Christmas (Christ-Mass) as we know it today, most historians agree, began in Germany, though Catholics and Lutherans still disagree about which church celebrated it first. The earliest record of an evergreen being decorated in a Christian celebration was in 1521 in the Alsace region of Germany. A prominent Lutheran minister of the day cried blasphemy: "Better that they should look to the true tree of life, Christ."

The controversy continues even today in some fundamentalist sects.

My Comments: Shouldn't we purify the Church of yule logs, Holiday trees and the date of Christmas? And Easter, what an abomination. Time for Vatican III I think!


The Moderate Jacobite said...

Though it is a widely held theory, the suggestion that Christmas Day was sited on 25 December to copy the pagans is far from clear or certain.

The celebration of the Annunciation on 25 March pre-dates Christmas on 25 December, the March date was considered by some to be the date of the creation of the world and of the Crucifixion...thus it was natural to consider it the day of the Incarnation as well. Add nine months, and suddenly we're at December for the birth.

That the feast became popular because a celebration in the middle of the north European winter is desirable is far less paganism, than mere common sense about human nature.

Anonymous said...

No! Just use it correctly. We should not use it in the Mass anymore than we would Aztec Liturgical Dancers or banjos. But they would be great fun at the parish party afterwards!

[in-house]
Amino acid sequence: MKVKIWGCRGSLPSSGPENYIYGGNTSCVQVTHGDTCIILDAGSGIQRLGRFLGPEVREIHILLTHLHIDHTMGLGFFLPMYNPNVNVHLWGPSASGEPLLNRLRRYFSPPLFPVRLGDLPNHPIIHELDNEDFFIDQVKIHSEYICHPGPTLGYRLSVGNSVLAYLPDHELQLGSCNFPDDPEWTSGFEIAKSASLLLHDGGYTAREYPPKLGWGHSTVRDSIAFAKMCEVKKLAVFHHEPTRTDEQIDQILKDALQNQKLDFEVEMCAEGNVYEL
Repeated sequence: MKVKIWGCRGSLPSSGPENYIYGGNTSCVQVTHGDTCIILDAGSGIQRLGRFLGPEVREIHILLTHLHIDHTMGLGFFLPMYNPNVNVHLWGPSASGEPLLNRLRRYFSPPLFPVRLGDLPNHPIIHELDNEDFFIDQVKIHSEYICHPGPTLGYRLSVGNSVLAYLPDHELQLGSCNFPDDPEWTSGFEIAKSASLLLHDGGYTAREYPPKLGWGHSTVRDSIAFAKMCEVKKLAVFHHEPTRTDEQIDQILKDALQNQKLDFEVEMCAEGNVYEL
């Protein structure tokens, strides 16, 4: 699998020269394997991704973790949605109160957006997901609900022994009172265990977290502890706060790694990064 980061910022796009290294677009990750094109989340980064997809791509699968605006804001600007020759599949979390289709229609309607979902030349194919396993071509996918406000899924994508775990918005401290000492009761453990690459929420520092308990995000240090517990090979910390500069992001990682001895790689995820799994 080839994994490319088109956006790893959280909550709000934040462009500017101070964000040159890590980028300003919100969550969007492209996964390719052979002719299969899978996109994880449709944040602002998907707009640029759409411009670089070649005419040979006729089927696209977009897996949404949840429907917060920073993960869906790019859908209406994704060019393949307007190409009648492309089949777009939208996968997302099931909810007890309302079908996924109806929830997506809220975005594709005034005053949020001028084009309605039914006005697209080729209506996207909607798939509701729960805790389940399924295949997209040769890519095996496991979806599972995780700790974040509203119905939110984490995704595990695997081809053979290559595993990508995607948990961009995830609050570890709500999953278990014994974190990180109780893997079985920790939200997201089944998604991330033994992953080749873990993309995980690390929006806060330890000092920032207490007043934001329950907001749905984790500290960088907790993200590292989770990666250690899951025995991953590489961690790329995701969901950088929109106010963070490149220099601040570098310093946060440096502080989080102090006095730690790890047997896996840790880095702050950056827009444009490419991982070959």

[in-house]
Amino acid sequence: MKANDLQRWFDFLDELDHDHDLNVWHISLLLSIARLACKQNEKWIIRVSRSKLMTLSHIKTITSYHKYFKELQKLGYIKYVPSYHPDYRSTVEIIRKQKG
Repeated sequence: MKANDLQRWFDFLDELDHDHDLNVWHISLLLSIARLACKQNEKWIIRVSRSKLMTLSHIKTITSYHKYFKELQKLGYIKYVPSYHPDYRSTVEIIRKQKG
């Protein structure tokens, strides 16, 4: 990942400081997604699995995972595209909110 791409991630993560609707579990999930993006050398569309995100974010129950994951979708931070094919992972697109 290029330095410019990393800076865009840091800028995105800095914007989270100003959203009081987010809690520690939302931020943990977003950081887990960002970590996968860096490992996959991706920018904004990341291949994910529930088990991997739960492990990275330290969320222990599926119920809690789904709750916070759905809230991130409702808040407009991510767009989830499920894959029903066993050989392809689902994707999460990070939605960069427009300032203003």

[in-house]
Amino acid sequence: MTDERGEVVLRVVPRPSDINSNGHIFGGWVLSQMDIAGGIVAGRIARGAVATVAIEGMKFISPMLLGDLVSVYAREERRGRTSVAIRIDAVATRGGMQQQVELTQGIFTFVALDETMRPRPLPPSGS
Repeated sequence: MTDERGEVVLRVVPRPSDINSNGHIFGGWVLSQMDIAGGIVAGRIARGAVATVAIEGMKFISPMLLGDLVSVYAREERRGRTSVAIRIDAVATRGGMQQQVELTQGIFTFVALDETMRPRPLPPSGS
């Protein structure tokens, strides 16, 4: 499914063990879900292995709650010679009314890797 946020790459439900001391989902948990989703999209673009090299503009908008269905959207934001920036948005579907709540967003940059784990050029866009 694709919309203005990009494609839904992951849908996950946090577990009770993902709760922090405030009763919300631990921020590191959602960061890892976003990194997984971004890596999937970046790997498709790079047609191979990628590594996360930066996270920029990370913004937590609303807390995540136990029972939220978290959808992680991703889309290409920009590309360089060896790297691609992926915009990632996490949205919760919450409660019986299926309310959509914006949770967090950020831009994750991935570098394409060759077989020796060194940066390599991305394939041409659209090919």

Gene said...

Oh, my God! These people do not have enough to do. I'll give up my Christmas tree when they pry it from my cold dead fingers...along with my 1911A .45 caliber pistol that the Constitutional de-constructionists want to take...and my KJV Bible that the so-called Biblical scholars don't like. Please...

Gene said...

PS It is time for Vatican III alright, but not for the reasons in the article!

Marc said...

"In 350, Pope Julius I declared that Christ's birth would be celebrated on December 25."

"Christmas (Christ-Mass) as we know it today, most historians agree, began in Germany, though Catholics and Lutherans still disagree about which church celebrated it first."

Maybe I'm missing something here, but these two sentences from this article seem incongruous...

Templar said...

Abominations indeed!! Let's purge the church of them, but in the proper time and place. I think they'd show up on the list somewhere down in the 40-50 range of the list, well below Communion in the Hand, Homosexual Clergy, Poor Liturgy; Altar Girls; EMHCs, etc etc

You get the idea.

Brett Adams said...

The idea that shepherds didn't have their flocks in the fields during the time when our season of Christmas falls is crazy. Check out, where he has "7 Myths about Christmas."

Fr. Allan J. McDonald said...

I deleted the following from "unknown" by accident:
Unknown has left a new comment on your post "CHRISTMAS IS RETURNING TO ITS PAGAN ROOTS: SHOULD ...":

And some of the greatest Catholic Churches (St. Peter's?) were built upon pagan sites. Isn't it the Spirit's task to transform what is wrong and complete what is missing? Maybe we should change the name of the first day of the week to Sonday? In this age of de-Christianization, we should strengthen the Christian "yeast" and not become Catholic versions of Ana-baptists.